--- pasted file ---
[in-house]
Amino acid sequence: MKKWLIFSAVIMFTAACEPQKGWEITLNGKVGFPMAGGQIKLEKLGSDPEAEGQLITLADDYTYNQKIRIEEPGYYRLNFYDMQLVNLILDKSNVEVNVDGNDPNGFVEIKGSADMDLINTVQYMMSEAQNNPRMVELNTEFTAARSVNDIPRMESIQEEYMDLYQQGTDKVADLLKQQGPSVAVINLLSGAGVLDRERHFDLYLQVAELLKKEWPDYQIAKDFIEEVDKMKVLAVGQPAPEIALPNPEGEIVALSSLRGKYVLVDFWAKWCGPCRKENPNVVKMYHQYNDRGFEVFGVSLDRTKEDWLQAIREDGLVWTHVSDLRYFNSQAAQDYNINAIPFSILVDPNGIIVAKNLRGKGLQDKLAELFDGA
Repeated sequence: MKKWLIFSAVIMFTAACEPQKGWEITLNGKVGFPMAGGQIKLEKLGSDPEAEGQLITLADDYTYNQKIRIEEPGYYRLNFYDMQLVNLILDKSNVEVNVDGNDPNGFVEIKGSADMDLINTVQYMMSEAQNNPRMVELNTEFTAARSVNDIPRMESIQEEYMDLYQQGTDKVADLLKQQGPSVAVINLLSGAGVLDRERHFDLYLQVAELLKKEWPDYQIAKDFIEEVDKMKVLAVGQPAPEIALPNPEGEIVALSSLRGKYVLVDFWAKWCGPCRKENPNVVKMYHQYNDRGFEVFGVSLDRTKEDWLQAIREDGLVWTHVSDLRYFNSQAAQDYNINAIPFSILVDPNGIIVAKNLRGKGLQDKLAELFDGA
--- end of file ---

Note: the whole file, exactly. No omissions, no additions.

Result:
[in-house]
Amino acid sequence: MKKWLIFSAVIMFTAACEPQKGWEITLNGKVGFPMAGGQIKLEKLGSDPEAEGQLITLADDYTYNQKIRIEEPGYYRLNFYDMQLVNLILDKSNVEVNVDGNDPNGFVEIKGSADMDLINTVQYMMSEAQNNPRMVELNTEFTAARSVNDIPRMESIQEEYMDLYQQGTDKVADLLKQQGPSVAVINLLSGAGVLDRERHFDLYLQVAELLKKEWPDYQIAKDFIEEVDKMKVLAVGQPAPEIALPNPEGEIVALSSLRGKYVLVDFWAKWCGPCRKENPNVVKMYHQYNDRGFEVFGVSLDRTKEDWLQAIREDGLVWTHVSDLRYFNSQAAQDYNINAIPFSILVDPNGIIVAKNLRGKGLQDKLAELFDGA
Repeated sequence: MKKWLIFSAVIMFTAACEPQKGWEITLNGKVGFPMAGGQIKLEKLGSDPEAEGQLITLADDYTYNQKIRIEEPGYYRLNFYDMQLVNLILDKSNVEVNVDGNDPNGFVEIKGSADMDLINTVQYMMSEAQNNPRMVELNTEFTAARSVNDIPRMESIQEEYMDLYQQGTDKVADLLKQQGPSVAVINLLSGAGVLDRERHFDLYLQVAELLKKEWPDYQIAKDFIEEVDKMKVLAVGQPAPEIALPNPEGEIVALSSLRGKYVLVDFWAKWCGPCRKENPNVVKMYHQYNDRGFEVFGVSLDRTKEDWLQAIREDGLVWTHVSDLRYFNSQAAQDYNINAIPFSILVDPNGIIVAKNLRGKGLQDKLAELFDGA